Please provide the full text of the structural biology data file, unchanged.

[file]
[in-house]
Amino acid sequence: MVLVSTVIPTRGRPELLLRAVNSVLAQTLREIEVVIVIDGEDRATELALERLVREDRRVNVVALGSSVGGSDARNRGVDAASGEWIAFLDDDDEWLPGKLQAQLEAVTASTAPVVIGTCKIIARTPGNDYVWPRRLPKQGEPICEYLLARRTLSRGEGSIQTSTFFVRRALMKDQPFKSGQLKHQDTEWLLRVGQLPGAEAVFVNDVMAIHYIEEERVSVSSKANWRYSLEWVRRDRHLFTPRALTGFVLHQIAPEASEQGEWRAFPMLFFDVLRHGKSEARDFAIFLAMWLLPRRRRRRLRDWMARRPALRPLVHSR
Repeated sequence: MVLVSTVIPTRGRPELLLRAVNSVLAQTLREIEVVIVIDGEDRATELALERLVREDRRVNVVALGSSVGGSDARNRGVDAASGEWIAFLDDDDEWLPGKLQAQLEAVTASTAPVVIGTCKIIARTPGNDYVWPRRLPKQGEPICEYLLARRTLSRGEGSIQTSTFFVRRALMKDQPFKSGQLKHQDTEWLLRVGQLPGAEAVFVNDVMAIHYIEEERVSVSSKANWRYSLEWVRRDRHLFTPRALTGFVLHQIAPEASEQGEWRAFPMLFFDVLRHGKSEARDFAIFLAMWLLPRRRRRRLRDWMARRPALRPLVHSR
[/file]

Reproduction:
[in-house]
Amino acid sequence: MVLVSTVIPTRGRPELLLRAVNSVLAQTLREIEVVIVIDGEDRATELALERLVREDRRVNVVALGSSVGGSDARNRGVDAASGEWIAFLDDDDEWLPGKLQAQLEAVTASTAPVVIGTCKIIARTPGNDYVWPRRLPKQGEPICEYLLARRTLSRGEGSIQTSTFFVRRALMKDQPFKSGQLKHQDTEWLLRVGQLPGAEAVFVNDVMAIHYIEEERVSVSSKANWRYSLEWVRRDRHLFTPRALTGFVLHQIAPEASEQGEWRAFPMLFFDVLRHGKSEARDFAIFLAMWLLPRRRRRRLRDWMARRPALRPLVHSR
Repeated sequence: MVLVSTVIPTRGRPELLLRAVNSVLAQTLREIEVVIVIDGEDRATELALERLVREDRRVNVVALGSSVGGSDARNRGVDAASGEWIAFLDDDDEWLPGKLQAQLEAVTASTAPVVIGTCKIIARTPGNDYVWPRRLPKQGEPICEYLLARRTLSRGEGSIQTSTFFVRRALMKDQPFKSGQLKHQDTEWLLRVGQLPGAEAVFVNDVMAIHYIEEERVSVSSKANWRYSLEWVRRDRHLFTPRALTGFVLHQIAPEASEQGEWRAFPMLFFDVLRHGKSEARDFAIFLAMWLLPRRRRRRLRDWMARRPALRPLVHSR